At first glance, Hollywood Casino Aurora looks like a typical casino. It’s got the grand entrance and the big parking lot, and, inside, there are rows upon rows of slots and table games.
But the casino is anything but typical; it’s part of the dying breed of riverboat casinos that are moving from water to land as gambling becomes more widely accepted in the United States.
Earlier this year, Penn Entertainment, the casino’s owner won approval from the Illinois Gaming Board to move the casino from the calm waters of Fox River to the dry land of Stolp Island. The casino’s future move punctuates the final chapters of what once was a thriving industry in states where gambling was once taboo.
Riverboat casinos resolved a morality problem for gambling decades ago
While the American public widely accepts casino gambling and sports betting, it wasn’t always that way. Decades ago when society, as a whole, was more conservative, many viewed gambling as a scourge to moral society than it is now.
Consider this passage in a 1998 article from Church News about gambling:
“I suggest the following:- Don’t do it. Don’t touch it. Don’t even try it. That includes everything from the lottery to raffles to hard-core betting. Once you make the decision to never gamble, you don’t hesitate when faced with temptation. Just decide now to not ever be involved in it. “
In Mississippi, opposition from religious groups was fierce as the state considered legalizing riverboat casinos. The following passage from Resorting to Casinos: The Mississippi Gambling Industry illustrates that pushback:
“Perhaps the most serious threat to casinos in Mississippi came from efforts by Christian conservatives in 1998 and 1999 to place an initiative on the ballot that would ban all noncharitable forms of gambling from the state within two years of approval.”
With such stringent opposition to gambling, casino supporters in states such as Louisiana had to get creative.
Riverboats provided a sufficient solution to the morality problem. Moving gambling to boats that ambled their way up and down rivers would keep gambling out of sight and out of mind.
As Nola.com‘s James Gill pointed out in a 2019 article, the idea behind riverboats “was to ensure that gambling would be kept at a discreet distance to preserve the young and innocent from its corruptive influence.”
Not only did riverboats keep gambling away from the public view, but they also skirted anti-gambling laws because they took place on the water.
“The most obvious reason for riverboat casinos was that water presented a clever loophole to avoid the growing anti-gambling laws in the country,” BetMGM noted in a blog post. “These pesky laws were spurred by religious groups that were unsatisfied with the growing industry and the inevitable crime that tailed it.”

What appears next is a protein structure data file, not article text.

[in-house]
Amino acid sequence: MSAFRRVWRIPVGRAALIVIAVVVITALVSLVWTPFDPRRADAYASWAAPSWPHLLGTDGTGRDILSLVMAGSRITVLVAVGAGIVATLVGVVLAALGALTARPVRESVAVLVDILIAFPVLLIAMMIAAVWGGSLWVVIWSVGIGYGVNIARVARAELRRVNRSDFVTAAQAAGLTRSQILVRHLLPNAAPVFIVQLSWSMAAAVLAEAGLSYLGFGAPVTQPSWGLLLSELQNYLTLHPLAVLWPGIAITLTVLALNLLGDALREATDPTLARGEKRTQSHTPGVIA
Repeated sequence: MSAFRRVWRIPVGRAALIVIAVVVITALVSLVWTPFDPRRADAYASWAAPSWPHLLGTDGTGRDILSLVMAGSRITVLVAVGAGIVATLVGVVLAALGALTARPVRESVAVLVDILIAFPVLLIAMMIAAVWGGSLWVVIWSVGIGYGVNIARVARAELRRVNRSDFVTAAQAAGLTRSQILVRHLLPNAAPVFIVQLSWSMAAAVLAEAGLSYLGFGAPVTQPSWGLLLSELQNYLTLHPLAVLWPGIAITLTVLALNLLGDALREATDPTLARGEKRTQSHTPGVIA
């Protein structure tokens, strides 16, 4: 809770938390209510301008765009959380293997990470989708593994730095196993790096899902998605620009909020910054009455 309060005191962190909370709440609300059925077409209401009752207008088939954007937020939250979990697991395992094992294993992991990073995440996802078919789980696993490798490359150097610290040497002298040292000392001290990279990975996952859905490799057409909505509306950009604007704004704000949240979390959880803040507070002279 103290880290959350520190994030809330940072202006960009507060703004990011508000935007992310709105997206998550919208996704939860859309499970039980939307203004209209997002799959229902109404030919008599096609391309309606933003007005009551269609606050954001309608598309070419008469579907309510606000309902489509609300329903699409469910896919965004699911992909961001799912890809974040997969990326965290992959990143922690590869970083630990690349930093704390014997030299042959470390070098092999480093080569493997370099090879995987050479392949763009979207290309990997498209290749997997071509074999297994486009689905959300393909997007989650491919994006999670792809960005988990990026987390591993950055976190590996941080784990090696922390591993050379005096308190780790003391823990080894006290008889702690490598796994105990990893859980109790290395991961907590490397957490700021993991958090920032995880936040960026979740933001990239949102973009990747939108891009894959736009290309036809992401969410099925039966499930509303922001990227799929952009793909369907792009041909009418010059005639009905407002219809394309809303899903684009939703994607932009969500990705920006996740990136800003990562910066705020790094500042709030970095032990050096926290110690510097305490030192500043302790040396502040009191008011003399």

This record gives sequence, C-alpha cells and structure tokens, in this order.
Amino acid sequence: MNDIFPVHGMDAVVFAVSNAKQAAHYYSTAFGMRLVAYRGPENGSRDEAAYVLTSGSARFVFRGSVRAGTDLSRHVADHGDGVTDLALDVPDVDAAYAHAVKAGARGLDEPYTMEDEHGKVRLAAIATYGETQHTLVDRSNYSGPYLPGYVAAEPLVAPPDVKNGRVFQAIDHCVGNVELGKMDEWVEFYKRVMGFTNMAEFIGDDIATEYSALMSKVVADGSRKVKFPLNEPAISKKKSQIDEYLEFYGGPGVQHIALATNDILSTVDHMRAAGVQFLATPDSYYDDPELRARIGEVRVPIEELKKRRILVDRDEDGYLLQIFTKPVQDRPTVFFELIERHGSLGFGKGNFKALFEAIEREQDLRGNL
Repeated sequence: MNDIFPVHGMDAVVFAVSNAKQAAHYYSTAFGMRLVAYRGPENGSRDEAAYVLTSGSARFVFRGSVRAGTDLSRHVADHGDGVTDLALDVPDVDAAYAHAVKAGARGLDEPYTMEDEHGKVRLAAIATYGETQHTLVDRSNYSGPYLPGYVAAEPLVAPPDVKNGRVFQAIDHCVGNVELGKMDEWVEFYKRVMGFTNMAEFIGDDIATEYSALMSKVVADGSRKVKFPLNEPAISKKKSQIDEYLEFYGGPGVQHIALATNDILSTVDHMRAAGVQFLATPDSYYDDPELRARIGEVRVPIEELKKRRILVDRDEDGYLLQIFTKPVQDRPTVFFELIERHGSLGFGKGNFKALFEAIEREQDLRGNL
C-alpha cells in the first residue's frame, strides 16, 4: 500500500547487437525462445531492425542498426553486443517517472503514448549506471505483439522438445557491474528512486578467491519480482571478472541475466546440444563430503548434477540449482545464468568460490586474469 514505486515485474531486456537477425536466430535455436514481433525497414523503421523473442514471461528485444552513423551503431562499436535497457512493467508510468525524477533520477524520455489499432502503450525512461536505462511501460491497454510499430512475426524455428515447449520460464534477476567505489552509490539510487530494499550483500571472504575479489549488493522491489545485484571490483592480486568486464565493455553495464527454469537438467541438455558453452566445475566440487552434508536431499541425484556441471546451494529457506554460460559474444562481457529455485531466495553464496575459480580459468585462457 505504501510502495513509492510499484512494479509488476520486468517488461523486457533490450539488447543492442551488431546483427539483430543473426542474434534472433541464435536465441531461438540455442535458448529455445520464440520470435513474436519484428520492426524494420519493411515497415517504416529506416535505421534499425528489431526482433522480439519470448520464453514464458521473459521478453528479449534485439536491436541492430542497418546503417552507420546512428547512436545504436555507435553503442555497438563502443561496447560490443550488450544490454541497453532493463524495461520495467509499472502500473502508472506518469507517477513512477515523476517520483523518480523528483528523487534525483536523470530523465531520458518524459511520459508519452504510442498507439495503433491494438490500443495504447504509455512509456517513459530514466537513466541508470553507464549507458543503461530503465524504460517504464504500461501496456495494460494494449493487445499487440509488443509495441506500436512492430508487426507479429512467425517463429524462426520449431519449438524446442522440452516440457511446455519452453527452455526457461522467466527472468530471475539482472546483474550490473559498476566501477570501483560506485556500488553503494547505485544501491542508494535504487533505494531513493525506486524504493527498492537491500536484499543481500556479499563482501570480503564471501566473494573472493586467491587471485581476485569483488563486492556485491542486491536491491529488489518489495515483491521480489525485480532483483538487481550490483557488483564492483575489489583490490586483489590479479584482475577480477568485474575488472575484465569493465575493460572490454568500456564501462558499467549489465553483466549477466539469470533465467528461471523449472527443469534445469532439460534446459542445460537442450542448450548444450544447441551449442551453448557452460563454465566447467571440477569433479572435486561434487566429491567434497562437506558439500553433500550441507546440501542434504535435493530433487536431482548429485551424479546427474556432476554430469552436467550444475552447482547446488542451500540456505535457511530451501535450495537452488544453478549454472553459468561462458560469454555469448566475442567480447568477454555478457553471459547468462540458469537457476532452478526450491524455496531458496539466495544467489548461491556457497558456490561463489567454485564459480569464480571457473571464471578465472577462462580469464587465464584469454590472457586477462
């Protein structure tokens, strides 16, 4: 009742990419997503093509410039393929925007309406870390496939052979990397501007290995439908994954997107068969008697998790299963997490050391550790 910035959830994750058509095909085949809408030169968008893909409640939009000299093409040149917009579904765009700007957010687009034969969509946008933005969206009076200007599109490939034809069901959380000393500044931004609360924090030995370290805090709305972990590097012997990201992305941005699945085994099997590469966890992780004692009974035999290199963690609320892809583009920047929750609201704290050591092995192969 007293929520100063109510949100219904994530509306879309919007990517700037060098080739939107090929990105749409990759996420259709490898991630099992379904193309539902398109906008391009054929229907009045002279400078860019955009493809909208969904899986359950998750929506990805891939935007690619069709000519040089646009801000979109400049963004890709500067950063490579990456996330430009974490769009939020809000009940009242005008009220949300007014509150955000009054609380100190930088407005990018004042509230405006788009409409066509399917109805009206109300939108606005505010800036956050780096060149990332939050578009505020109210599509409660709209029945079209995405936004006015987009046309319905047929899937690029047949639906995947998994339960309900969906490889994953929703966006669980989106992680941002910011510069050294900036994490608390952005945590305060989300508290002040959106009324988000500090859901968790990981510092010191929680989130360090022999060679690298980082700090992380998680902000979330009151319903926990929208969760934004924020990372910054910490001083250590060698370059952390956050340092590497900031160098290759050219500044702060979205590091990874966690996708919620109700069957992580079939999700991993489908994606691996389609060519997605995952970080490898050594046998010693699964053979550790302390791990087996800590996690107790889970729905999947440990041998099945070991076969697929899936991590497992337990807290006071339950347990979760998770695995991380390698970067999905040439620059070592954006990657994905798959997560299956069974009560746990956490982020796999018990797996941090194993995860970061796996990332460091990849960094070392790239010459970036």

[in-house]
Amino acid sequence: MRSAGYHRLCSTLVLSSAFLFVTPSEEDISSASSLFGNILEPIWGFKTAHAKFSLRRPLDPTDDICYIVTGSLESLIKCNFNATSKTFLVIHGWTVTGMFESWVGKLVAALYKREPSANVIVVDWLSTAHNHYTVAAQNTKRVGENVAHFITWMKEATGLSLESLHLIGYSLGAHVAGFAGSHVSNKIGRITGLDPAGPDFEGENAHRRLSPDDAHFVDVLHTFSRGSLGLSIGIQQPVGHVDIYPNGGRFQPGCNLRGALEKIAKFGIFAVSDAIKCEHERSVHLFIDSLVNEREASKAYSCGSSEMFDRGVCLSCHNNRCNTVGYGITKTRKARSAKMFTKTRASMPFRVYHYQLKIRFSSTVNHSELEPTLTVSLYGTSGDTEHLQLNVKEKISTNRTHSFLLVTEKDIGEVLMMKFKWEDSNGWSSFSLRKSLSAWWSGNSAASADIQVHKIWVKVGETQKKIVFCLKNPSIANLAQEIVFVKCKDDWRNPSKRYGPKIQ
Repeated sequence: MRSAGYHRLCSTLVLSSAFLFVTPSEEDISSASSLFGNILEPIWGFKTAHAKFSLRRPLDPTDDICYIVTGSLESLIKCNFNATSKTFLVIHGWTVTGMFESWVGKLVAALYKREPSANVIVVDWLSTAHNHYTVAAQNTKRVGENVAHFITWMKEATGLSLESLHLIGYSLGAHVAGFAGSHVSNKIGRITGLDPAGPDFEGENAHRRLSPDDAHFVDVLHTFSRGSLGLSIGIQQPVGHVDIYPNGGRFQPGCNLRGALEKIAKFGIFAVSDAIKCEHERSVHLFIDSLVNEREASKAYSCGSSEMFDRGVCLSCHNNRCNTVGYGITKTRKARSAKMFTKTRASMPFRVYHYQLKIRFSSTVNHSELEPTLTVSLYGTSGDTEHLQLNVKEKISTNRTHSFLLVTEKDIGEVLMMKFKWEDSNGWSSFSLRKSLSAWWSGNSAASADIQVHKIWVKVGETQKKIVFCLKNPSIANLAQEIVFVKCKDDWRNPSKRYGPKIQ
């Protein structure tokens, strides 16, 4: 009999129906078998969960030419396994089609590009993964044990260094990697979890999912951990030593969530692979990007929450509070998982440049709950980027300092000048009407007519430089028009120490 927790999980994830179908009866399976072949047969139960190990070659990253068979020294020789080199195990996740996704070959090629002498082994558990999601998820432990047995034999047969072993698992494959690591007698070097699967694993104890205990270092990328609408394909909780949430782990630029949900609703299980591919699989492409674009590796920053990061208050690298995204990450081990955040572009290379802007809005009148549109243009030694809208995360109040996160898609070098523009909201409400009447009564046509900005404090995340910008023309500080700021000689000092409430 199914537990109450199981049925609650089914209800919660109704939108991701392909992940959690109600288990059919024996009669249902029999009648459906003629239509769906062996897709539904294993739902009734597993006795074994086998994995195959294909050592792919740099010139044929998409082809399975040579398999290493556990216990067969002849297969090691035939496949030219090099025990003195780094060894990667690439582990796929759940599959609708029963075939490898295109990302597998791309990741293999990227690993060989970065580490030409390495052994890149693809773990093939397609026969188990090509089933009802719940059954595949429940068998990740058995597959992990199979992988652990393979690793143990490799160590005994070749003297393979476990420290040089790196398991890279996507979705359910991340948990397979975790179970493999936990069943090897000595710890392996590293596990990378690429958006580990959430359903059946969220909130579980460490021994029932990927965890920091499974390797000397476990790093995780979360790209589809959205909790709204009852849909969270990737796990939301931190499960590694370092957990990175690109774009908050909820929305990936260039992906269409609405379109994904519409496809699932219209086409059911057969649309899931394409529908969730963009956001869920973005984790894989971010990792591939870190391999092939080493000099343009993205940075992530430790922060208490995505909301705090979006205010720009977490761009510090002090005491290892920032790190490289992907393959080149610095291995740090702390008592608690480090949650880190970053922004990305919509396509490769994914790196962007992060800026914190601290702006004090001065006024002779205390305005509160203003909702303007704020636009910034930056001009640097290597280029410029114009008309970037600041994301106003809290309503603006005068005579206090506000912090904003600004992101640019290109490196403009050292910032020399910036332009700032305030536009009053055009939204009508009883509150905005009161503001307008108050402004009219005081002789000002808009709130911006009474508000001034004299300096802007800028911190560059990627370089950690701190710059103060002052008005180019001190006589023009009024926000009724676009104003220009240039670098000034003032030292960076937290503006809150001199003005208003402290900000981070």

Riverboat casinos move from the river to the dock
Major riverboat casinos in Mississippi, Louisiana, and Illinois are stationary. They float in place; gone are the glory days of massive paddle wheels slowly pushing riverboats up and down the Mississippi River.
Aside from riverboat travel dying with the emergence of train and car travel, running a casino on a river cruise schedule just isn’t practical. There’s more revenue with a riverboat that stays in one place. So, as time went on, casino owners pushed lawmakers to allow riverboat casinos to dock.
The efforts worked. In the early 2000s, lawmakers in Louisana, for example, rolled back laws that limited casino gaming to boats that regularly sailed.
“The cry constantly went up for more moolah, so one by one legislators lifted all the restrictions they had imposed,” Gill wrote. “Boats would do more business if they didn’t sail, for instance, so they were allowed to quit doing it and run games without interruption.”
Illinois followed a similar timeline. Riverboat gambling was legalized in 1990, and nine years later, lawmakers changed the rules to allow gambling on docked riverboats.
Moving from docks to dry land is a matter of casino economics and safety
Over the past five years, two of the country’s three main riverboat states have all passed legislation that allows riverboat casinos to move onto dry land:
- Louisana: In 2018, new legislation let the state’s 15 riverboat casinos move onshore.
- Illinois: In 2019, a new law allowed the state’s 10 riverboat casinos to move to land.
Mississippi adjusted its laws to allow riverboat casinos to move to land in 2005 after Hurricane Katrina decimated the coastal riverboat casino industry.
The shift in those three main states, particularly in Louisana and Illinois, reflects Americans’ growing comfortability with casino gambling. Operators no longer have to relegate their gaming facilities to river excursions. Athina Zisi, a former operations coordinator at Bet365 and COO at Energy Casino said:
“The cultural acceptance of gambling has evolved, and the need for riverboat casinos as a workaround to local opposition has diminished. The shift to land reflects a broader acceptance of casino gaming in many jurisdictions, such as Louisiana, where riverboat casinos have been a significant part of the local gaming scene.”
Additionally, Zisi noted, moving to land is a matter of stability for casino economics and safety.
“Moving to land provides a more stable and secure environment for operations, allowing for more control, stability, and potential revenue generation,” she said. “Some riverboat casinos have faced challenges due to natural occurrences like hurricanes, further emphasizing the need for a stable environment.”